America in 1873, living on a farm north
of Colnmbus until about eight years ago,
since when she has been living with her
brother. Funeral services were held in
the Catholic church Saturday and inter
ment made m the cemetery, near by.
Ivory Campbell and Mr. Sheffier,
both of Genoa, were hunting near Silver
Creek last Tuesday, when in adjusting
the guns in the buggy, one was acci
dentally discharged, both loads of the
double-barrelled shot gun entering Mr.
Campbell's right arm just below the
shoulder, completely shattering his arm.
He was brought to Columbus and the
same day the limb was amputated.
Owing to his weakened condition from
loss of blood, he was unable to survive,
and died Wednesday morning at the
hospital He leaves a wife and one child.
Good musical organizations, like
good plays, are rare, and when either
visit Columbus the box office receipts
give mute but ample evidence of appre
ciation. On next Saturday evening at
the North opera house the justly cele
brated rural drama, "Si Perkins," will
hold the boards. The Si Perkins'' sym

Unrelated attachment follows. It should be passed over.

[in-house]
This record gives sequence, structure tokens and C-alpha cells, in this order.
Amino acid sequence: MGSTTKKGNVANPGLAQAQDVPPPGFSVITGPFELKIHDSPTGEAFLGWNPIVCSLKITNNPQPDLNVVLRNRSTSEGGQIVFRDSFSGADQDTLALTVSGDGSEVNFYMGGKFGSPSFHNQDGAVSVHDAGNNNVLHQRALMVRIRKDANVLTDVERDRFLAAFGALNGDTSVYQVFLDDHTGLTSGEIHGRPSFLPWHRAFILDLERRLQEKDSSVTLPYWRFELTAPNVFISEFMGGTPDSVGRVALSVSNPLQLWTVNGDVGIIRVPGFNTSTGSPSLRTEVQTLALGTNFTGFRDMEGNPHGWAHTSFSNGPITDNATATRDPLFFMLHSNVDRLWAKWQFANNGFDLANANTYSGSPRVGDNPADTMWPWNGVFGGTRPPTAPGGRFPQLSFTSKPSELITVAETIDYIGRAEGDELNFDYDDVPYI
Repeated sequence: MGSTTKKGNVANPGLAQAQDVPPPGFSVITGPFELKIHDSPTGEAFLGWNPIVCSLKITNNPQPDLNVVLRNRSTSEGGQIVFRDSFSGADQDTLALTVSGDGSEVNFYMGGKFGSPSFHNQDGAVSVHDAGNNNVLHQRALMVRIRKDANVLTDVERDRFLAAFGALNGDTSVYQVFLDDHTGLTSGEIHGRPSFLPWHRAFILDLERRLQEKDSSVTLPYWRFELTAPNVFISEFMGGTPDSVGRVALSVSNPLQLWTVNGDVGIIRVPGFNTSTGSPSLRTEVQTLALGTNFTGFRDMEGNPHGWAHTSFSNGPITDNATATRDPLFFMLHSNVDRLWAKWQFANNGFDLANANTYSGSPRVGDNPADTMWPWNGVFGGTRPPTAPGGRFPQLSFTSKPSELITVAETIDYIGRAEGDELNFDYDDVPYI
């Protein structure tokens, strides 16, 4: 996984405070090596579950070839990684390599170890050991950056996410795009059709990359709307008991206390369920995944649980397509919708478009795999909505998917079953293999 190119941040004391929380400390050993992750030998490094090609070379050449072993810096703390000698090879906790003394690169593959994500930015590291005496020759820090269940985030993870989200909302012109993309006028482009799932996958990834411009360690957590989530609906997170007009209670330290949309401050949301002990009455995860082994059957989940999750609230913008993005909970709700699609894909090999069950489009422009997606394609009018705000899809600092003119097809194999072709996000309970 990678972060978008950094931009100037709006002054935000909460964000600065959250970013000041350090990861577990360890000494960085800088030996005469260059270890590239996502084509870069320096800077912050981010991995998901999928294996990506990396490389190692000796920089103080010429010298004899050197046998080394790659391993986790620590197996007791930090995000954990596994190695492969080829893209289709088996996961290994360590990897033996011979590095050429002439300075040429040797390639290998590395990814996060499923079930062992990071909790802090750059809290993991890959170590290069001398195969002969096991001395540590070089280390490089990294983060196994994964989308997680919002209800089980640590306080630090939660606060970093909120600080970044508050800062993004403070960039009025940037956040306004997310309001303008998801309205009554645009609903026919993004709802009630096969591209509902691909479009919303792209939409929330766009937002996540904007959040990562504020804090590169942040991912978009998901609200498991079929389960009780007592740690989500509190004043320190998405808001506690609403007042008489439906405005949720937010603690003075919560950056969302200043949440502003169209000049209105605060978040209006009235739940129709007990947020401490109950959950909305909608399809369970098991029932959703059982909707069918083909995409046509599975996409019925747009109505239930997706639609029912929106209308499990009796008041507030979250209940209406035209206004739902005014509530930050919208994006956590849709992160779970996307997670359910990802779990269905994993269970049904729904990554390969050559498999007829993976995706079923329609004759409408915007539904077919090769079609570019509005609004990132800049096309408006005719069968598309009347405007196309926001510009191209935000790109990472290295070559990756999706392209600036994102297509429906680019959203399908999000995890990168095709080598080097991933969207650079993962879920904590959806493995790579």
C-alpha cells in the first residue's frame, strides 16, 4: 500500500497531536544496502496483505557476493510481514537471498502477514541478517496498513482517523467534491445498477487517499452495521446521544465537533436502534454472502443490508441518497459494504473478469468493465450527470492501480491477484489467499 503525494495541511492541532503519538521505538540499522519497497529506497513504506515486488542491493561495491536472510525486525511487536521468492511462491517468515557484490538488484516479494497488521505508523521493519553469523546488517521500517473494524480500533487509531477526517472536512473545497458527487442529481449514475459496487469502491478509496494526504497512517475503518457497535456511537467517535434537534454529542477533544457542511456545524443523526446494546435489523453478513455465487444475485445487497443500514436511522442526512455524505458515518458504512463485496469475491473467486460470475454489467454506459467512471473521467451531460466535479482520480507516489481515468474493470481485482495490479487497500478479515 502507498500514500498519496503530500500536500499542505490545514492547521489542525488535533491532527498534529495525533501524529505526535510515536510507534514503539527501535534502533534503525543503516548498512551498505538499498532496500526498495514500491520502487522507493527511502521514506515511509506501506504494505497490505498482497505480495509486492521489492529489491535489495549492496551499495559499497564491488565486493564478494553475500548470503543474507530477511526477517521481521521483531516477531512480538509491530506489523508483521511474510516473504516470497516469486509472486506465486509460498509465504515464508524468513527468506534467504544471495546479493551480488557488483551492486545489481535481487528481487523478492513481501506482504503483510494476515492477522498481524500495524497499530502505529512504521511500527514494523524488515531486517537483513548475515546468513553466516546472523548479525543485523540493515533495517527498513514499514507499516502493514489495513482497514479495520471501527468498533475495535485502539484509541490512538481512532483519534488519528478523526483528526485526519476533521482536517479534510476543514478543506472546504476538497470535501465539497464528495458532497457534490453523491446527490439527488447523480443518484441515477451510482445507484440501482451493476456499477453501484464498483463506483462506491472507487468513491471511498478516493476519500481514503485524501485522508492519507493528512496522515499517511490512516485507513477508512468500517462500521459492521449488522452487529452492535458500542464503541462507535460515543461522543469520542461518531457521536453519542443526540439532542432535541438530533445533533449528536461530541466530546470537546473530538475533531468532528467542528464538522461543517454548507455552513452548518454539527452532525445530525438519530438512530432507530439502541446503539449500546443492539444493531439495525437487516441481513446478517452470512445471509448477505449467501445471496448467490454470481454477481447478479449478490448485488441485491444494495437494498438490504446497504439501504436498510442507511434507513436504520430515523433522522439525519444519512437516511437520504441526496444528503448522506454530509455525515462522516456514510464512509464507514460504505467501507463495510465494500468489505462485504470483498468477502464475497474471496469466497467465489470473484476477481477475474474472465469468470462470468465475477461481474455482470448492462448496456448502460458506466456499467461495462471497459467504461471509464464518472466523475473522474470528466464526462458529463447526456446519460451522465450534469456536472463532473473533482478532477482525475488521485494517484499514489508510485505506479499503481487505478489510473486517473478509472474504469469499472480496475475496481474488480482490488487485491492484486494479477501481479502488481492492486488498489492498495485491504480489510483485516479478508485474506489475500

phony orchestra, composed of picked
artists, will discourse music before the
curtain rises and between acts. The
proas, in speaking of the play, praise is
highly,, and in mentioning the orchestra.
its descriptive selections are given the
A number of good farms changed
hands last weak, all among old settlers
and influential farmers. The farms sold
at prices ranging from SSo to S60 an
acre. Wm. Lnache bought of Wm.
Schroeder 200 acres about eight miles
northeast of town. Mr. Luache also
purchased 240 acres from John Ahrens.
Wm. Schroeder bought a half section
from Fred. Stenger about seven miles
northeast of the city. John Groaanick
laaa. who several months ago sold his
farm, and moved to Madiaon county, has
returned and purchased last Thursday
the 360 acres of Albert Staager, known
as the D. Cerrig farm, ten alias north
west of town.
Garrett Hulst, Mr. Fergaaon of the
Telephone exchange aad a railroad man
formed theeaaeivns into a fire deaartaaent
Sasday eveaiag aaoat 5 o'clock, forced
the door at the Turner reshdeace corner
of Fifteenth aad North streets and with
a few pails of water extinguished quite a
blaze that from some ransr unknown
had started in the wood-box near the
kitchen stove, the ocenpaatn of the hoaae
from ansae. Mr.HnJet in
had notieed ssaoke ";
from the mwasasd waadbwn aad thiwhrwy
not all right aaade dsanr exauunatioa
with aaove iilt. The awn have the
as of thane interested for
tzakaiyaarrisnhi aevingthe house
i from total
Mr.Bixby'B reputatmcas a poet: and f :F
huawrist is so well established here, as
nlsewhera in the state, that all who were